La Ceiba

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In 1975 La Ceiba was the third most populated city in Honduras with 43,000 inhabitants. Eco-tourism did not yet exist. The main employer and source of income was the fruit company which had not yet been taken over by the government. Other local industries supplied the entire north coast with soaps, soft drinks, beer, alcoholic beverages, concrete block, and cement. La Ceiba was also a major port used for the importation of automobiles, motorbikes, appliances, electrical and plumbing supplies. The city itself was much more limited geographcialy than in the 21st century. To the east it was bordered by the Cangrejal River. To the south, the highway demarked the termination of most development except for the high school and a Red Zone. Police and army units had tried to limit prostitution to this zone outside the city. Lone exceptions to this sparse development were areas where squatters had taken over the fruit company land like Colonia Melgar and Suyapa. In these areas, there was no potable water, no electricity and most homes were built of sticks and discarded materials. To the west, the city ended at the fruit company compound. Water and sewer facilities had been installed by the fruit company. Those lines outside the compound had been donated to the city. Most buildings within 100 yards of the ocean and east of the dock were still uninhabited in 1975, damaged by Hurricane Fifi. Because of the constant ship traffic from around the world, the city had a great number of bars serving sailors. Ships arrived from various ports in Europe, the United States and even China. By 1977, 10 Peace Corps Volunteers served in La Ceibe. The majority of these were teachers although other programs were represented. There were consultants to the fishing cooperatives and engineers from the community development program. During the preparation of the city's first general plan, a PCV urban planner was also sent to assist.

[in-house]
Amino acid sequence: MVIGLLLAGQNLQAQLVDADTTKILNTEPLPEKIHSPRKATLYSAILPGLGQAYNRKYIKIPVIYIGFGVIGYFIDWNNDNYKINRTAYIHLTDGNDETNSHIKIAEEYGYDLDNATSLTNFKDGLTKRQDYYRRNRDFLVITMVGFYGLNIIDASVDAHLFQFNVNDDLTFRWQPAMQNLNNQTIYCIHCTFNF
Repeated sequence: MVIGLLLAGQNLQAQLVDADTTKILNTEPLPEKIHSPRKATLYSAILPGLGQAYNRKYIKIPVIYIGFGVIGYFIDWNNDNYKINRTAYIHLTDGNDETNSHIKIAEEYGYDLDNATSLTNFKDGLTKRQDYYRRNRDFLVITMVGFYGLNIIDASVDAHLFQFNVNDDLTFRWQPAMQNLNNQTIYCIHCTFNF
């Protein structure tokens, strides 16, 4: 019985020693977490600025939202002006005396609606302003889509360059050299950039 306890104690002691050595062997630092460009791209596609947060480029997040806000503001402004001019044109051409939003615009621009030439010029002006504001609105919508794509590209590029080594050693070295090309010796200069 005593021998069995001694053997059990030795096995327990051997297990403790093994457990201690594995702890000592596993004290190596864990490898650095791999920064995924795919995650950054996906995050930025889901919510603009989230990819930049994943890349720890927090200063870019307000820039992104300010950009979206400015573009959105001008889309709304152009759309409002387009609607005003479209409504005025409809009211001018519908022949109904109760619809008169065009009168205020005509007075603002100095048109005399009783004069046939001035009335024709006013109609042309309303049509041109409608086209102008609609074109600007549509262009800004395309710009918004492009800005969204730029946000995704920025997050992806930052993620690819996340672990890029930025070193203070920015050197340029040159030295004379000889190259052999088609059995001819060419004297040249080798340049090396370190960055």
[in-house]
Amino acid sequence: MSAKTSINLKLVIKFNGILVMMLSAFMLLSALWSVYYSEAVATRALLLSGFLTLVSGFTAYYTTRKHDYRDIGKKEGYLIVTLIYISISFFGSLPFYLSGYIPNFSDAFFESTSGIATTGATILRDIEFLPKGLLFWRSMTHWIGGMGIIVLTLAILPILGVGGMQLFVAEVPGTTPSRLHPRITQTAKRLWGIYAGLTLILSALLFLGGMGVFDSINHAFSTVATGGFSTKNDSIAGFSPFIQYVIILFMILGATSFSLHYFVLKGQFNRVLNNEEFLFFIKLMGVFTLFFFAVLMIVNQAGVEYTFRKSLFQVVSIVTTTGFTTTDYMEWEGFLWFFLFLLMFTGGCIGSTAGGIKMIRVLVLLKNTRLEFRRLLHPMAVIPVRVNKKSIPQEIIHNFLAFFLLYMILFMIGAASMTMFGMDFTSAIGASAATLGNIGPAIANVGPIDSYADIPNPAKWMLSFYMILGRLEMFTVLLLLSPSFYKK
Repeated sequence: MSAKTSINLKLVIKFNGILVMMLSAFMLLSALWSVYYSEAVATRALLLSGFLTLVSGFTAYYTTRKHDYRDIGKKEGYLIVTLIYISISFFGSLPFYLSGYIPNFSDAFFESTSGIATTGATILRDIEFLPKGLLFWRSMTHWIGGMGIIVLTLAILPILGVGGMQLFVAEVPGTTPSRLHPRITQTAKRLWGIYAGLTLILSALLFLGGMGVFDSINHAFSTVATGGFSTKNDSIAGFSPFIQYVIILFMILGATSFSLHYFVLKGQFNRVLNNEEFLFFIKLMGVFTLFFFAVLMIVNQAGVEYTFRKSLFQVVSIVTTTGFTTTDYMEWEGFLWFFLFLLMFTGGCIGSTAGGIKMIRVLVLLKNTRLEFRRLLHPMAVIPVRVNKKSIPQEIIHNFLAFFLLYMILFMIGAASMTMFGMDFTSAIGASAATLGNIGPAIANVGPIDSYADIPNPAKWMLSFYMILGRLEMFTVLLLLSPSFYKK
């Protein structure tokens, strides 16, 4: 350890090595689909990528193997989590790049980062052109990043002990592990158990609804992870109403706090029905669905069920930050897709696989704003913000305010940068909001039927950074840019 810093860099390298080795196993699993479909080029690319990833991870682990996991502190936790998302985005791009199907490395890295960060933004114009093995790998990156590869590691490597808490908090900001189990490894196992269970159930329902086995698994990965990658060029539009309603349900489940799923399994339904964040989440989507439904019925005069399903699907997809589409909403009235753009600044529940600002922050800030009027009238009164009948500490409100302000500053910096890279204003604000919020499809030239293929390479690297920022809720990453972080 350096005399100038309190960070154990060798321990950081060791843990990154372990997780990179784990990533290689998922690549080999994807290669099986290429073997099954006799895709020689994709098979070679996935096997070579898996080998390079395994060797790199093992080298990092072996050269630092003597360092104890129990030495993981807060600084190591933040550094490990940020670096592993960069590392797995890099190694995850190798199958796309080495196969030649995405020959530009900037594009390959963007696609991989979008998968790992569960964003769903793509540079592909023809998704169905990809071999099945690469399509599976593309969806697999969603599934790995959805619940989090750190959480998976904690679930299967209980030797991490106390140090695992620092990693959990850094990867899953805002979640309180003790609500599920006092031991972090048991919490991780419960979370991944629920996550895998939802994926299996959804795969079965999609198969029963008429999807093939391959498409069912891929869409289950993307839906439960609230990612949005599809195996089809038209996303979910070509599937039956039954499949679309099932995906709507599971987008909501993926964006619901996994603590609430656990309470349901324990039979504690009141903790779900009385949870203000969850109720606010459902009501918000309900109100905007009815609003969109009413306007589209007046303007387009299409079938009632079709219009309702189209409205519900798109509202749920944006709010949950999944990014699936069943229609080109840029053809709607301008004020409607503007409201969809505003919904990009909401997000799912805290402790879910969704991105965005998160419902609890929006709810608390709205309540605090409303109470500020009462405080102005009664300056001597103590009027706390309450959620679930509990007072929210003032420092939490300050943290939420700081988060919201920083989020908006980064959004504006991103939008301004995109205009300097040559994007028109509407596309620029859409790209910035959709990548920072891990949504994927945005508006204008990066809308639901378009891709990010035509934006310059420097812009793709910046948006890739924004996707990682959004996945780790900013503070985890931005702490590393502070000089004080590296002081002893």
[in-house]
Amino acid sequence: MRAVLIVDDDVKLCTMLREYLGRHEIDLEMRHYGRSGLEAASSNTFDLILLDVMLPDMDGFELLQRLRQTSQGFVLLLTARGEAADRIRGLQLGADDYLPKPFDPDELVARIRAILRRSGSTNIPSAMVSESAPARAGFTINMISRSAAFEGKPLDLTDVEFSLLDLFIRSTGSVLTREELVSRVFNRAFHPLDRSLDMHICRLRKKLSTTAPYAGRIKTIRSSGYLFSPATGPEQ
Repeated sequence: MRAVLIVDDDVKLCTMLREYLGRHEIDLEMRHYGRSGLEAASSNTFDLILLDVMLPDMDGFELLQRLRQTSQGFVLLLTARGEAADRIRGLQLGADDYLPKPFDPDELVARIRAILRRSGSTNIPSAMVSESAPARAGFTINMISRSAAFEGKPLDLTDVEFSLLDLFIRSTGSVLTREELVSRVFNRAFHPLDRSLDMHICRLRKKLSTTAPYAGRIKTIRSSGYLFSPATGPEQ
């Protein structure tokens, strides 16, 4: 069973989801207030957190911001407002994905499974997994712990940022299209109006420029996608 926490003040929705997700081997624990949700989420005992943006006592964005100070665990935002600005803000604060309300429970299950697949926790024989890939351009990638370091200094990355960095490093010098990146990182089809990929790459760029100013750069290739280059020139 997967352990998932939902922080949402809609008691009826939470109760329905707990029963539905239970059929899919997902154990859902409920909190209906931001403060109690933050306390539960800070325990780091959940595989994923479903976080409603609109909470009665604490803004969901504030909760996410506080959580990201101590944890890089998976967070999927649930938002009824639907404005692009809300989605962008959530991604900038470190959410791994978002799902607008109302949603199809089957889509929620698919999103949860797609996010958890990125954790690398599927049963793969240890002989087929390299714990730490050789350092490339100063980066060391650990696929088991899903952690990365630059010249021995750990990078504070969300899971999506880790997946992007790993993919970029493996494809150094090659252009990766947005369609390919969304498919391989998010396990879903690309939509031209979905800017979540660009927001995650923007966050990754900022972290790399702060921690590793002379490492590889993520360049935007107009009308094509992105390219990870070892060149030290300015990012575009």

The main highway had been recently paved from San Pedro Sula to La Ceiba. The one-lane bridge which spanned the Cangrejal River was constructed by the fruit company out of railroad ties. East of the bridge, the highway was actually an unpaved meandering dirt road that sometimes narrowed to one lane through the jungle. Along the way, many creeks and small rivers had been forded with the use of corrugated metal pipes covered with concrete. Traffic east was sparse and many included trucks carrying food, diesel and other main-stays.

The airport at La Ceiba had recently been expanded to permit the landing of large jets. The terminal itself was small but two jets per day landed from the capital city.

Following a golpe de estado in 1975, the military ruled. There was a large army base just outside of town and the streets were regularly patrolled by both police and army. No curfews were used between 1975 and 1977.

The population was much more heterogenious than in the capital. There was a significant black population, some of whom spoke Garifuna, an ancient Indian langauge. The population was often referred to as trigeñas; the mixture of Indians, Spanish and Africans. Although Catholicism was the dominant religion, there was a number of protestant churches in the city and at least one windowless building near the river said to house the practitioners of Garifuna customs including animal sacrifice. During certain months of the year, drums from inside the building could be heard.

Crime was relatively low except during carnival. It was safe to walk the streets at any hour, any day. Many did not lock their doors at night. A good description of the Peace Corps Experience in La Ceiba and other parts of Honduras during this time period is contained in Lawrence F. Lihosit's book "South of the Frontera; A Peace Corps Memoir" (iUniverse, NY, 2010). In addition, Peace Corps training materials and a handbook from this era are part of the PCV collection at the Kennedy Library in Boston.

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